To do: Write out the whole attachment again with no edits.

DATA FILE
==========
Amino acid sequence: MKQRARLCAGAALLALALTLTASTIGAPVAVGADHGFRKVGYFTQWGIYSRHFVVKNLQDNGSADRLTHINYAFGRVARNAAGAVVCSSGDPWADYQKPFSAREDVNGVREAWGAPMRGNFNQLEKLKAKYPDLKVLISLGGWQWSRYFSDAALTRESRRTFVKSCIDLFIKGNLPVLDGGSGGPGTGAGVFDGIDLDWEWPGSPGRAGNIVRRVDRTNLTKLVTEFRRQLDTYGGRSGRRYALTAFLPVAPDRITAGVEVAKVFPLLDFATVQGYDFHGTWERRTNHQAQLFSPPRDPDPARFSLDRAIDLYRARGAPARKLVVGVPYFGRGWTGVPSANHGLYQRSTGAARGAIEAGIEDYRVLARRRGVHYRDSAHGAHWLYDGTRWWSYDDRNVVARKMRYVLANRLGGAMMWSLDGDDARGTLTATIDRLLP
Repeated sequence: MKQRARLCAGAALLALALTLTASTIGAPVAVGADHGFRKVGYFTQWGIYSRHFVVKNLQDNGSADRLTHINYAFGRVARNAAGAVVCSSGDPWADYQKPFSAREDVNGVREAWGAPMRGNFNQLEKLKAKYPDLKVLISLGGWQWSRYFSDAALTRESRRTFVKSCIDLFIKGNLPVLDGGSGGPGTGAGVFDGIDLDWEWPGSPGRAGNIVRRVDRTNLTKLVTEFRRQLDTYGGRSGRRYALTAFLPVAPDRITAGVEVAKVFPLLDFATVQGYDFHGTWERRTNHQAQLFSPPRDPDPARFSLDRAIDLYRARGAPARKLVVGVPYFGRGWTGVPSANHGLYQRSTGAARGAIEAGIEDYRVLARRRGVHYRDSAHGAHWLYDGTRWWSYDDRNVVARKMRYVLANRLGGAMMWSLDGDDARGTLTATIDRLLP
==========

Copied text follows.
Amino acid sequence: MKQRARLCAGAALLALALTLTASTIGAPVAVGADHGFRKVGYFTQWGIYSRHFVVKNLQDNGSADRLTHINYAFGRVARNAAGAVVCSSGDPWADYQKPFSAREDVNGVREAWGAPMRGNFNQLEKLKAKYPDLKVLISLGGWQWSRYFSDAALTRESRRTFVKSCIDLFIKGNLPVLDGGSGGPGTGAGVFDGIDLDWEWPGSPGRAGNIVRRVDRTNLTKLVTEFRRQLDTYGGRSGRRYALTAFLPVAPDRITAGVEVAKVFPLLDFATVQGYDFHGTWERRTNHQAQLFSPPRDPDPARFSLDRAIDLYRARGAPARKLVVGVPYFGRGWTGVPSANHGLYQRSTGAARGAIEAGIEDYRVLARRRGVHYRDSAHGAHWLYDGTRWWSYDDRNVVARKMRYVLANRLGGAMMWSLDGDDARGTLTATIDRLLP
Repeated sequence: MKQRARLCAGAALLALALTLTASTIGAPVAVGADHGFRKVGYFTQWGIYSRHFVVKNLQDNGSADRLTHINYAFGRVARNAAGAVVCSSGDPWADYQKPFSAREDVNGVREAWGAPMRGNFNQLEKLKAKYPDLKVLISLGGWQWSRYFSDAALTRESRRTFVKSCIDLFIKGNLPVLDGGSGGPGTGAGVFDGIDLDWEWPGSPGRAGNIVRRVDRTNLTKLVTEFRRQLDTYGGRSGRRYALTAFLPVAPDRITAGVEVAKVFPLLDFATVQGYDFHGTWERRTNHQAQLFSPPRDPDPARFSLDRAIDLYRARGAPARKLVVGVPYFGRGWTGVPSANHGLYQRSTGAARGAIEAGIEDYRVLARRRGVHYRDSAHGAHWLYDGTRWWSYDDRNVVARKMRYVLANRLGGAMMWSLDGDDARGTLTATIDRLLP